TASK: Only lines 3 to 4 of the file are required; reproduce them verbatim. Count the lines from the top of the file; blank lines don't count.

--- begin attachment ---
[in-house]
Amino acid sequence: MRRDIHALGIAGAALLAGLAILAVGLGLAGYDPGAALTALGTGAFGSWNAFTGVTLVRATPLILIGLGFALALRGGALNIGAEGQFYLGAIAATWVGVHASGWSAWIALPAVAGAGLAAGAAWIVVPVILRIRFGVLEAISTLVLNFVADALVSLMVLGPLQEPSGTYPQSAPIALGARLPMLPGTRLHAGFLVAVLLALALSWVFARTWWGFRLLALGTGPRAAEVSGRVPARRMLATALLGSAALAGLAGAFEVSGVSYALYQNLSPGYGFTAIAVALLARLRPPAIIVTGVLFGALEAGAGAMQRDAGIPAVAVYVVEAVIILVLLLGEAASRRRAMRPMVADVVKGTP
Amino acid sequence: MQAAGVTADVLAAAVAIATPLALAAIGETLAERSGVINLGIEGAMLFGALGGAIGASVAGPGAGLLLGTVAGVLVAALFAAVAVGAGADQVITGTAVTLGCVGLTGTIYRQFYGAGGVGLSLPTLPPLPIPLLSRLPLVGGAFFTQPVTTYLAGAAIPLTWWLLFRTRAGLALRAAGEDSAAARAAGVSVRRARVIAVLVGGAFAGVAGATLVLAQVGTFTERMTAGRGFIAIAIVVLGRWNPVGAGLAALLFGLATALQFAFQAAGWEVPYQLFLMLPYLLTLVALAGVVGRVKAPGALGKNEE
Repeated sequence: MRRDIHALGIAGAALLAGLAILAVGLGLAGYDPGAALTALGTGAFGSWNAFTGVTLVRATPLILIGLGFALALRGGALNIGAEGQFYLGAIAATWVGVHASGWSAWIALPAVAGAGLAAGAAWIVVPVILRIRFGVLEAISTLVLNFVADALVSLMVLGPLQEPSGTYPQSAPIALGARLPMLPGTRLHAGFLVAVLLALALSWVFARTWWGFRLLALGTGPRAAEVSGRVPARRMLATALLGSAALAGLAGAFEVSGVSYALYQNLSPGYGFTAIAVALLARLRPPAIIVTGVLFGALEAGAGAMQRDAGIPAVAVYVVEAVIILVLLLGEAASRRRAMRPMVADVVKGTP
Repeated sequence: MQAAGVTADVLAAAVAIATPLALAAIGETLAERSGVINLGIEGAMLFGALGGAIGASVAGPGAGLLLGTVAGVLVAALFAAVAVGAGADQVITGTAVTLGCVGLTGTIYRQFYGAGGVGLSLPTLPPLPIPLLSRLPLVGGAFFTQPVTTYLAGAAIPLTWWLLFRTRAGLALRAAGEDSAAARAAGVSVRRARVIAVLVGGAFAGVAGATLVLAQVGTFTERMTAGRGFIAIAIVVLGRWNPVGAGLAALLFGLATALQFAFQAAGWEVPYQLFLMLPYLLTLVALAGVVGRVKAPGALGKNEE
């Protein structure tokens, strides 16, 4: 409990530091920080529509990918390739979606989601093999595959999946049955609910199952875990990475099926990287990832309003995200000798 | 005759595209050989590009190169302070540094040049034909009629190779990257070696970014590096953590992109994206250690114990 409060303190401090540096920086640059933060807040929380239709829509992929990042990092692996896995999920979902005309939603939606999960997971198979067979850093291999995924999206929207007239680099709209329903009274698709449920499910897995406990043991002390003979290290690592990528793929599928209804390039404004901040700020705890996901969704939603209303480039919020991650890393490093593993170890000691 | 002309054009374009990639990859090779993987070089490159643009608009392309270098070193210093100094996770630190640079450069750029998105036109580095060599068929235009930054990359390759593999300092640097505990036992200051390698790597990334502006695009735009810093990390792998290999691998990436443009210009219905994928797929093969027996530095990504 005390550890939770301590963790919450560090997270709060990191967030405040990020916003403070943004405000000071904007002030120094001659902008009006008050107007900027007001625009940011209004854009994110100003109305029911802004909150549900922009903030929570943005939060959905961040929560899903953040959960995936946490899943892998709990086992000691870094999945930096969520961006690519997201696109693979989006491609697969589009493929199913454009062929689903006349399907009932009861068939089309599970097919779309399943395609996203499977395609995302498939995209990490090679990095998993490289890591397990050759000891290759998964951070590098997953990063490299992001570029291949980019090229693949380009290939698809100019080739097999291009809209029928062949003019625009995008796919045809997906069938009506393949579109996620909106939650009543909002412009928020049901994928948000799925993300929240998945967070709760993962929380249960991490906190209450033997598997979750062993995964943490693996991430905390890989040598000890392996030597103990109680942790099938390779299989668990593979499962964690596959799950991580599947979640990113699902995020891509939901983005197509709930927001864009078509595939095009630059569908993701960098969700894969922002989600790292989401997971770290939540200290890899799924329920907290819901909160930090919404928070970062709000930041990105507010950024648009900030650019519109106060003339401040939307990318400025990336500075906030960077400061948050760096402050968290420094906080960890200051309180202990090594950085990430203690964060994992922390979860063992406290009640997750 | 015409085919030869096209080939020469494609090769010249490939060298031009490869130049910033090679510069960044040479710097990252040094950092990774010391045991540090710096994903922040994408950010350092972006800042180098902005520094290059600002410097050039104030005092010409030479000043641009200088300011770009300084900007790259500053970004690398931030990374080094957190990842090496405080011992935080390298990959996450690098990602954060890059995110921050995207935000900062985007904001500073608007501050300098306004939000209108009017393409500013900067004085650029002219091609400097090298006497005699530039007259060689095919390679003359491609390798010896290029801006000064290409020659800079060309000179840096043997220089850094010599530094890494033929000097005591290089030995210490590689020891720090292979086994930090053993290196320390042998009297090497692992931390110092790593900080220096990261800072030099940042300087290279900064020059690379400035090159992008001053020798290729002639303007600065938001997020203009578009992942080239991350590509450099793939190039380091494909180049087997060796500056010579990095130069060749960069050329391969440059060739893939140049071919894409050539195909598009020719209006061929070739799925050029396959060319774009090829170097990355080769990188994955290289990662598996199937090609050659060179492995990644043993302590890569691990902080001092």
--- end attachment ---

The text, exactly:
Amino acid sequence: MQAAGVTADVLAAAVAIATPLALAAIGETLAERSGVINLGIEGAMLFGALGGAIGASVAGPGAGLLLGTVAGVLVAALFAAVAVGAGADQVITGTAVTLGCVGLTGTIYRQFYGAGGVGLSLPTLPPLPIPLLSRLPLVGGAFFTQPVTTYLAGAAIPLTWWLLFRTRAGLALRAAGEDSAAARAAGVSVRRARVIAVLVGGAFAGVAGATLVLAQVGTFTERMTAGRGFIAIAIVVLGRWNPVGAGLAALLFGLATALQFAFQAAGWEVPYQLFLMLPYLLTLVALAGVVGRVKAPGALGKNEE
Repeated sequence: MRRDIHALGIAGAALLAGLAILAVGLGLAGYDPGAALTALGTGAFGSWNAFTGVTLVRATPLILIGLGFALALRGGALNIGAEGQFYLGAIAATWVGVHASGWSAWIALPAVAGAGLAAGAAWIVVPVILRIRFGVLEAISTLVLNFVADALVSLMVLGPLQEPSGTYPQSAPIALGARLPMLPGTRLHAGFLVAVLLALALSWVFARTWWGFRLLALGTGPRAAEVSGRVPARRMLATALLGSAALAGLAGAFEVSGVSYALYQNLSPGYGFTAIAVALLARLRPPAIIVTGVLFGALEAGAGAMQRDAGIPAVAVYVVEAVIILVLLLGEAASRRRAMRPMVADVVKGTP